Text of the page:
‘Dirty Lines‘ is a Dutch period drama about Europe’s first-ever erotic phone line in Amsterdam, the Netherlands, called Teledutch. This erotically charged series is led by Marly Salomon (Joy Delima), an undergraduate psychology student, who narrates the story behind the establishment of the phone sex service. Looking for some money to get out of her parents’ house, Marly decides to record an audiotape for Teledutch, despite her self-admitted prudeness. However, things take a wild turn when her stint becomes public knowledge, and she joins forces with Teledutch founders Frank (Minne Koole) and Ramon Stigter (Chris Peters).
As the company expands and gets more famous, the Stigter brothers deal with their own sexual feelings, and Marly embarks on a journey of self-discovery. Set in 1980s Amsterdam, the show depicts the lifestyle changes in Dutch society during the final years of the Cold War. Combined with themes of sexual awakening and societal pressure, ‘Dirty Lines’ presents an era-appropriate story with real struggles that come with a new business, especially with a fresh and popular idea. Given the show’s period setting, it is only natural for fans to wonder if the story is based in reality. Well, wonder no more because we have the answers you need!
Is Dirty Lines a True Story?
Yes, ‘Dirty Lines’ is based on a true story. The series is a television adaptation of Fred Saueressig’s 2016 book titled ’06-Cowboys,’ which tells the story of the real-life phone sex service named Teleholding. Like Teledutch in the Netflix production, Teleholding was the first erotic phone line in Europe. The company was established in the mid-1980s by brothers George and Harald Skene.
At the age of 28, George Skene, fresh off bankruptcy due to a failed clothing business, came to know about paid phone services, a venture by the PTT. He started the new business with his brother Harald, who helped with the technical aspects. Joining them were Bob Ebbens and Henk Philipsen, their regular after-work drinking buddies at café Lusthof on the Van Baerlestraat in Amsterdam. In June of 1986, things were set up for the run. An audio message was recorded by a girl to be played for the customers using an answering machine built from two old car radios.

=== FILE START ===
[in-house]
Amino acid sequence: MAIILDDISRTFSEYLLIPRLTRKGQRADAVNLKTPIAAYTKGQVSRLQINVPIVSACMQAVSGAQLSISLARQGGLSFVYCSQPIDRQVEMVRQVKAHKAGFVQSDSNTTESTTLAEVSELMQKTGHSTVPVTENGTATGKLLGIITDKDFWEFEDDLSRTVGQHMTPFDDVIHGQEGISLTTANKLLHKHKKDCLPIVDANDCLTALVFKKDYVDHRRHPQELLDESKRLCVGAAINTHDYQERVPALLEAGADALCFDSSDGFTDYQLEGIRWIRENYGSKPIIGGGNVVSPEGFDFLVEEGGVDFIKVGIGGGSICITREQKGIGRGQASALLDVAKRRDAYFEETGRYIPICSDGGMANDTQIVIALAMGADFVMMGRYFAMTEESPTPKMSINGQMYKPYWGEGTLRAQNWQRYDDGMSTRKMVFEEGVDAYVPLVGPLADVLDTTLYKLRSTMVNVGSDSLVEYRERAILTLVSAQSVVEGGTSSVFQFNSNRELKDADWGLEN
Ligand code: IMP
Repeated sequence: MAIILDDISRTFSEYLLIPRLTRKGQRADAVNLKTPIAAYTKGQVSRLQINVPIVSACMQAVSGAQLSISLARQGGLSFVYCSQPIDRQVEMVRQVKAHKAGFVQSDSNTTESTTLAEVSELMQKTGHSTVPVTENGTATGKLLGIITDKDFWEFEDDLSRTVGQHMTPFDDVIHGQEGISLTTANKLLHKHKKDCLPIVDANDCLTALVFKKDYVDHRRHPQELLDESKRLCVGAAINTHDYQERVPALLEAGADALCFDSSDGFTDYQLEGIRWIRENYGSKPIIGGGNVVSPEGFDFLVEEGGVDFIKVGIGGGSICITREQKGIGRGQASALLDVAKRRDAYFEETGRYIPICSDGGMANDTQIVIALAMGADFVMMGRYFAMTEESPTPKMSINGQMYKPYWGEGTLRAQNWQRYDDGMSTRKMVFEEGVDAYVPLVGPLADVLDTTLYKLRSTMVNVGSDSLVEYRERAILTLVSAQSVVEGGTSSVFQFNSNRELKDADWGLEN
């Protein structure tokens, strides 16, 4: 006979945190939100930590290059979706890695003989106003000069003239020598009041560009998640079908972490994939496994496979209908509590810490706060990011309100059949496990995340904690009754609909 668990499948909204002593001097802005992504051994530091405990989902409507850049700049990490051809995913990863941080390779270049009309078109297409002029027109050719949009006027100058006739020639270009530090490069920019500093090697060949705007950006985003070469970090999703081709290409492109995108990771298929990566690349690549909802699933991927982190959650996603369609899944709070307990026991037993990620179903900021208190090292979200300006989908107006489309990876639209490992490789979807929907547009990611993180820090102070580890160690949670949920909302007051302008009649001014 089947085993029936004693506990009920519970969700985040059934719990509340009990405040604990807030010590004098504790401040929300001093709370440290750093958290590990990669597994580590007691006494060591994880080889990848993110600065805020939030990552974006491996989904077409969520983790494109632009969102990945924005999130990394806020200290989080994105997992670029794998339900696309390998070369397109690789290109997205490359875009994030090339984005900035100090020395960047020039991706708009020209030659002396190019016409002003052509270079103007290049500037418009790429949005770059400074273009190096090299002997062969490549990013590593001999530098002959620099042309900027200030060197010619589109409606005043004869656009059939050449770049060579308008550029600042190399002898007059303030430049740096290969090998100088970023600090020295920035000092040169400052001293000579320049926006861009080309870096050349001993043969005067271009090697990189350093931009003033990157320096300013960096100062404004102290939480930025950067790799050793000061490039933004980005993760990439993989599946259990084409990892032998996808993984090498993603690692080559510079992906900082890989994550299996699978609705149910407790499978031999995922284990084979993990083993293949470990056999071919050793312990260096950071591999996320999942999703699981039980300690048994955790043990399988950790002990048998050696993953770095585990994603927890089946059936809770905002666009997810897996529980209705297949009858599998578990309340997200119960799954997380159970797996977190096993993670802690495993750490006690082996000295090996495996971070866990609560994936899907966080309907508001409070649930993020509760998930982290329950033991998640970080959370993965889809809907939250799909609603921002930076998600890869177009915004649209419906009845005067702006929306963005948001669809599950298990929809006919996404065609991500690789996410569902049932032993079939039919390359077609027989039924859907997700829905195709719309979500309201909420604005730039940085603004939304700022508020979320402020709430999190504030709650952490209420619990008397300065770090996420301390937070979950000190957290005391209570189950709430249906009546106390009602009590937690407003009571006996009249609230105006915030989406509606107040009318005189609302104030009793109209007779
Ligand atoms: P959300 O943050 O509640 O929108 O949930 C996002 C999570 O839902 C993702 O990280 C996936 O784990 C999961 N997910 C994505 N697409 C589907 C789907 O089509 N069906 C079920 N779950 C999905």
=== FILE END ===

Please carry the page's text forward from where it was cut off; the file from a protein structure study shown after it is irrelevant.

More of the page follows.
For their services, Teleholdings initially leased 25 lines from the PTT. An ad was run in the Dutch national daily newspaper De Telegraaf. “The sexophone, sex stories, 50 cents a minute,” the newspaper printed, advertising Teleholdings to the general public. The day the newspaper came out, the massive number of incoming calls threw the business owners for a loop. The brothers saw all the lights were on and assumed the device was “broken.” However, they quickly found out that the lines were actually engaged. “We are rich,” they celebrated, given the millions of calls made in the initial days to enjoy the services of the “Sexophone.”
Talking about it, Co-founder Henk Philipsen shared, “George and I were the pillars of the business, the creatives. Harald took care of the tech and Bob, um, mostly came for lunch.” The business was started mostly on Hank’s money but soon reaped profits. The company saw a “turnover of two and a half million guilders” (the currency of the Netherlands at the time) per month in 1988. The revenue was used to expand the company as much as possible. An office building was purchased on JJ Viottastraat in South Amsterdam.
With expanding domains and increasing phone lines, the company welcomed more people to smoothly run the business. Fred Saueressig joined Teleholdings at this point as a PR official and was later charged with foreign expansion. “A wonderful time,” Saueressig reminisced. “We worked hard, drank a lot, and laughed even more. There was always something crazy.” However, Saueressig’s time within the company ended on bad terms. As of 2020, Fred and Teleholdings were still engaged in an 8-year-old legal battle involving the company’s swiss expansion and 1.2 million Swiss francs.
Thus, Saueressig penned ’06-Cowboys,’ detailing the rise and fall of Teleholdings and other companies involved in the business. That very book is the basis of the narrative of the Netflix production. The character of Frank Stigter in ‘Dirty Lines’ is directly inspired by George Skene. Ramon Stigter, on the other hand, is based on Harald Skene, who passed away on February 4, 2020. With additional elements reflecting the ongoing societal issues in the 1980s Amsterdam, the Netflix show is loosely inspired by real events. It depicts the journey of the first-ever phone sex service in Europe and the people involved in its making.
Read More: Where is Dirty Lines Filmed?